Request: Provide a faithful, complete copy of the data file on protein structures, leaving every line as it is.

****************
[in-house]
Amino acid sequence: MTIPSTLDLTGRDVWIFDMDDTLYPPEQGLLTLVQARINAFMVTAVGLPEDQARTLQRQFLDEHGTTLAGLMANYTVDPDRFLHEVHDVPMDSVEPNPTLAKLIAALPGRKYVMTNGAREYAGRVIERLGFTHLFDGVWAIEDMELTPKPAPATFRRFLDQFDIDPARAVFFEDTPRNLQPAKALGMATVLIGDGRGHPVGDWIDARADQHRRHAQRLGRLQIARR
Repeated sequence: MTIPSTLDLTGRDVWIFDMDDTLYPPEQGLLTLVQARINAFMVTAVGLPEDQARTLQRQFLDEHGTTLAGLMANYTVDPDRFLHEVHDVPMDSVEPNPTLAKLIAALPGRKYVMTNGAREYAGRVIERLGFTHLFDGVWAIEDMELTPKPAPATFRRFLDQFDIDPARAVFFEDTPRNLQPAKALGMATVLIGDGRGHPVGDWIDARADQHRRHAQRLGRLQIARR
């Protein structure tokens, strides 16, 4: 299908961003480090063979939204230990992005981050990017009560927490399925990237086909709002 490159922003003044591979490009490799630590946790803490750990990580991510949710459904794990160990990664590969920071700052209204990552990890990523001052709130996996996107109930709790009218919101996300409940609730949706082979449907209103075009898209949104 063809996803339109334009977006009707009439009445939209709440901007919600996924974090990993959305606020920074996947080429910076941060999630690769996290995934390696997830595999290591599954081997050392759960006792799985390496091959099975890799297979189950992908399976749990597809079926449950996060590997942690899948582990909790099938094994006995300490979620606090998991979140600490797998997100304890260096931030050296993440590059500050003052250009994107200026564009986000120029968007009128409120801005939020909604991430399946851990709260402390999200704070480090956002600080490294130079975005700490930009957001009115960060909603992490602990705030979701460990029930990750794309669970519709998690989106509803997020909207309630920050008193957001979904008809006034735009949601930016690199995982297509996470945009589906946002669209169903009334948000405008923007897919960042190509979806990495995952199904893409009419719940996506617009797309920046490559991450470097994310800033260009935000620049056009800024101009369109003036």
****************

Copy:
[in-house]
Amino acid sequence: MTIPSTLDLTGRDVWIFDMDDTLYPPEQGLLTLVQARINAFMVTAVGLPEDQARTLQRQFLDEHGTTLAGLMANYTVDPDRFLHEVHDVPMDSVEPNPTLAKLIAALPGRKYVMTNGAREYAGRVIERLGFTHLFDGVWAIEDMELTPKPAPATFRRFLDQFDIDPARAVFFEDTPRNLQPAKALGMATVLIGDGRGHPVGDWIDARADQHRRHAQRLGRLQIARR
Repeated sequence: MTIPSTLDLTGRDVWIFDMDDTLYPPEQGLLTLVQARINAFMVTAVGLPEDQARTLQRQFLDEHGTTLAGLMANYTVDPDRFLHEVHDVPMDSVEPNPTLAKLIAALPGRKYVMTNGAREYAGRVIERLGFTHLFDGVWAIEDMELTPKPAPATFRRFLDQFDIDPARAVFFEDTPRNLQPAKALGMATVLIGDGRGHPVGDWIDARADQHRRHAQRLGRLQIARR
């Protein structure tokens, strides 16, 4: 299908961003480090063979939204230990992005981050990017009560927490399925990237086909709002 490159922003003044591979490009490799630590946790803490750990990580991510949710459904794990160990990664590969920071700052209204990552990890990523001052709130996996996107109930709790009218919101996300409940609730949706082979449907209103075009898209949104 063809996803339109334009977006009707009439009445939209709440901007919600996924974090990993959305606020920074996947080429910076941060999630690769996290995934390696997830595999290591599954081997050392759960006792799985390496091959099975890799297979189950992908399976749990597809079926449950996060590997942690899948582990909790099938094994006995300490979620606090998991979140600490797998997100304890260096931030050296993440590059500050003052250009994107200026564009986000120029968007009128409120801005939020909604991430399946851990709260402390999200704070480090956002600080490294130079975005700490930009957001009115960060909603992490602990705030979701460990029930990750794309669970519709998690989106509803997020909207309630920050008193957001979904008809006034735009949601930016690199995982297509996470945009589906946002669209169903009334948000405008923007897919960042190509979806990495995952199904893409009419719940996506617009797309920046490559991450470097994310800033260009935000620049056009800024101009369109003036």